The last decade-and-a-half has seen pop culture swell to enormous proportions and engulf almost every aspect of our daily lives. Increasing numbers of people seek to find meaning and gratification in the ephemera of the pop culture market, while at the same time, more and more artists and intellectuals are using pop culture as a medium for the exchange of ideas. Add to this the tremendous cultural shift resulting from the steady commercialization and commoditization of childhood and youth that has, since the 1960s, threatened to sweep away such storybook staples as Aesop’s Fables and Mother Goose, replacing them with the televised world of Disney and Saturday morning cartoons.
This generation gap has created problems for academic disciplines like philosophy that rely heavily on a classical heritage increasingly foreign to most students. Students are still interested in philosophy, just not so much from guys named Socrates and Plato. South Park and Philosophy attempts to recast more traditional philosophy within a context that younger, more television-attuned readers will identify with. The contributors draw upon a wide range of episodes, from “Cartman Gets an Anal Probe” to “Death Camp of Tolerance” and “Go God, Go!” for examples to help tackle standard, undergraduate fare. This includes the nature of evil, proof of God's existence, the possibility of time travel and the ethics of fetal stem cell research, but the authors also embrace South Park's style, littering their essays with name-calling and profanity in a refreshing way.
At least, it's fun for the first half-dozen essays, until it becomes evident that, stripped of its style, few of the authors featured in South Park and Philosophy have actually critically engaged with the show. Some admit that their particular readings of episodes might go against the grain or wishes of the show's creators, and this only heightens the sense of superficiality. While the goal of philosophy is to explore the problems of everyday life, a show like South Park is popular because it somehow resonates with everyday life. Very few of the essays here tackle this conjunction in any meaningful way.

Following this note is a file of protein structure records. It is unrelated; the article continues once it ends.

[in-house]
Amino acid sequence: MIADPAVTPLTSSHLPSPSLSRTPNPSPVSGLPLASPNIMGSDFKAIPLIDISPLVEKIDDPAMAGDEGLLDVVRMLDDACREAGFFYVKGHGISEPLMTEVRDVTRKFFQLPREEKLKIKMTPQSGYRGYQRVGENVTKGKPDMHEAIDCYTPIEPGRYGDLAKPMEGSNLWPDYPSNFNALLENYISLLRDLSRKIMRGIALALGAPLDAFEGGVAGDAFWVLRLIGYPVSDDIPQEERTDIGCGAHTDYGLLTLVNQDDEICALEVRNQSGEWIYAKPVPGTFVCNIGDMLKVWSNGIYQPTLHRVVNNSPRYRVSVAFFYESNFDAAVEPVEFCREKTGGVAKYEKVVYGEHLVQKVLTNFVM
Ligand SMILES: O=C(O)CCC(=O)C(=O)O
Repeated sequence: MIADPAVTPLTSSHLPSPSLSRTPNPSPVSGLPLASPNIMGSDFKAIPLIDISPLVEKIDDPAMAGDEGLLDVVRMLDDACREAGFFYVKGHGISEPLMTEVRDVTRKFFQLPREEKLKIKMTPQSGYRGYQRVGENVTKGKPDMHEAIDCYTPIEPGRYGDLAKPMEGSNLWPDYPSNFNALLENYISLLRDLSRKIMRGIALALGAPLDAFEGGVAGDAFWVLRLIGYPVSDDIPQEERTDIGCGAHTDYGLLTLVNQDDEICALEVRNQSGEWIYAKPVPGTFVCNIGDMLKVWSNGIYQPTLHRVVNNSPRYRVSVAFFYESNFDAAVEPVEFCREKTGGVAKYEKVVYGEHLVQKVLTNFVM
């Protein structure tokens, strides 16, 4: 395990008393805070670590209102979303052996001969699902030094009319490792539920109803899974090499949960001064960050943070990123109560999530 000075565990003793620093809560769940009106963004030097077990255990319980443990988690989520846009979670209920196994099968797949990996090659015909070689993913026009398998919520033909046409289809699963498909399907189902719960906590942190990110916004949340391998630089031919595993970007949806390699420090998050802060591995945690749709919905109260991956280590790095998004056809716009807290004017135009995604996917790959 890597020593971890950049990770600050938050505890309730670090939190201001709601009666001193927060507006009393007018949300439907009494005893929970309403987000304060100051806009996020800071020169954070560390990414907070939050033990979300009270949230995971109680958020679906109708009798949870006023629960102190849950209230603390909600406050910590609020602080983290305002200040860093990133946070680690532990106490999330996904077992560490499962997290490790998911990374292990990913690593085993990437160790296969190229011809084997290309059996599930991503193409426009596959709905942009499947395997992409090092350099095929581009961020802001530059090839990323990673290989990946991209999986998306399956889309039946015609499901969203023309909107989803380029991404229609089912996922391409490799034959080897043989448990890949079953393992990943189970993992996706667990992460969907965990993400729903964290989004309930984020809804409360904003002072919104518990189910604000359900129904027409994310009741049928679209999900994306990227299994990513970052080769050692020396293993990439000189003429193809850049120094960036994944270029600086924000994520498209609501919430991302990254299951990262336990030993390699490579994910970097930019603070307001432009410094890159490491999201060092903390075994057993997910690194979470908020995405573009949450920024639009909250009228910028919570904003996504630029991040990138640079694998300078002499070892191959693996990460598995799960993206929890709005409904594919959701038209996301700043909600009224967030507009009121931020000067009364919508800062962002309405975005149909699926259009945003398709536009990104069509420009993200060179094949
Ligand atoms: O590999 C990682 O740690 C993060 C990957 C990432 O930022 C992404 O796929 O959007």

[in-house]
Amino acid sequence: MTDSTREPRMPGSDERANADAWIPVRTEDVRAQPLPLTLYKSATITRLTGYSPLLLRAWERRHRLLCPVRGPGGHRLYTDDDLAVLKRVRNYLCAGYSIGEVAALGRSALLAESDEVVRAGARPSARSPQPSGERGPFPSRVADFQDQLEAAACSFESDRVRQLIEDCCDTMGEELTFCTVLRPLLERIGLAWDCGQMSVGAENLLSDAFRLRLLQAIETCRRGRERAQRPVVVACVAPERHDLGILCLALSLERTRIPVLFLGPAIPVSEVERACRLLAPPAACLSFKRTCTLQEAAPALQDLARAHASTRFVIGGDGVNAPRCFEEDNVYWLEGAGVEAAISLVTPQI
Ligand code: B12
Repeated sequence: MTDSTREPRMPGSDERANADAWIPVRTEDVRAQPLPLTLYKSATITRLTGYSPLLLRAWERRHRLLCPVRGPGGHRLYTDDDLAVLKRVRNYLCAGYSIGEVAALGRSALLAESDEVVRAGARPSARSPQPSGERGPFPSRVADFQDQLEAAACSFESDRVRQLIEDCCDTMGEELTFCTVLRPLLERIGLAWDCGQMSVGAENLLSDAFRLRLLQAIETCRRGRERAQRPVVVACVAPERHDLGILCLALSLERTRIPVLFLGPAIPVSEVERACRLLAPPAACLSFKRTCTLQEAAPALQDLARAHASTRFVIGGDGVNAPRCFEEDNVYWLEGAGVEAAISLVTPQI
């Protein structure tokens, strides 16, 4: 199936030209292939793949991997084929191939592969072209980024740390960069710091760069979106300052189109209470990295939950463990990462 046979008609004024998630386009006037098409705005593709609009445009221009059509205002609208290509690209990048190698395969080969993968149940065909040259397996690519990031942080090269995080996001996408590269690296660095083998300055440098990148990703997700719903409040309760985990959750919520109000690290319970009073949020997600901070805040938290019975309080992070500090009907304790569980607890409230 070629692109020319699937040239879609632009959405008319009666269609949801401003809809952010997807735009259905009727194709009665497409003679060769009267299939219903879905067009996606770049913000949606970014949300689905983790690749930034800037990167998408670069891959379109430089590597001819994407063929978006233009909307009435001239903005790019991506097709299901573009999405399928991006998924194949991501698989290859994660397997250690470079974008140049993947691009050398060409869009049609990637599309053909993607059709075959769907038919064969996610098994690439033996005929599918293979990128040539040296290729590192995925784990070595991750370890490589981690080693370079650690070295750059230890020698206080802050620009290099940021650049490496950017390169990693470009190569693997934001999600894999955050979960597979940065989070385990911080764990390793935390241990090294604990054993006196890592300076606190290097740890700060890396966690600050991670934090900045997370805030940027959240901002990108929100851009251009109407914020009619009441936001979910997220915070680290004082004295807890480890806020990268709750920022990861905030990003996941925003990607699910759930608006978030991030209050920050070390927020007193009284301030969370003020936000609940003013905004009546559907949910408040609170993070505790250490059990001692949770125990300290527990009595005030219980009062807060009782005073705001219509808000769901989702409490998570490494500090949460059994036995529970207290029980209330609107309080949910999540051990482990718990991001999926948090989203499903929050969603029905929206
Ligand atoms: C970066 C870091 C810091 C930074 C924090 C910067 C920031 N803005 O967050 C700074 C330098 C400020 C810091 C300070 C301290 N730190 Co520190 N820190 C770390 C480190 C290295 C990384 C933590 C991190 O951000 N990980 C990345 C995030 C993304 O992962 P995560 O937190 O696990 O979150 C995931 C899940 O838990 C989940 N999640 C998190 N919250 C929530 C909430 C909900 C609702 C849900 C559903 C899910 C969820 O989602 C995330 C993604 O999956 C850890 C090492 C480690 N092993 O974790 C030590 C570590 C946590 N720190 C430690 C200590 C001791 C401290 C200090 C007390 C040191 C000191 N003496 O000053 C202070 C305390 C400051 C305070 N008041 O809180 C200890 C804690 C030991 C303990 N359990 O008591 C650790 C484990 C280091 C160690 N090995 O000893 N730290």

The sole exception is Randall E. Auxier's “Killing Kenny: Our Daily Dose of Death,” where he connects our fascination with South Park to fundamental pieces of South Park's architecture, with embedded philosophical concepts that repeatedly draw our attention, regardless of where they appear.
Auxier accomplishes this while also keeping the tone light and tongue-in-cheek, beginning by applying a Freudian structure to the trio of Stan (ego), Kyle (superego) and Cartman (id). Rather than simply suggesting Kenny as representing the death-urge (thanatos), Auxier reaches for the Jungian concept of the “transcendental function” that mediates between the three to solve problems. However, he further suggests that Kenny acts as a go-between for us as viewers, bringing in Martin Heideigger, angst and “ontological boredom.” To simplify greatly, Auxier claims that Kenny's repeated deaths helps us grow comfortable with our own inevitable ones, hence our own discomfort (and the boys') when Kenny is killed for good in a later season.
South Park and Philosophy is unlikely to increase anyone's understanding of South Park. It may, however, increase one's appreciation of the show, as well as provide colourful arguments the next time someone asks about the existence of God.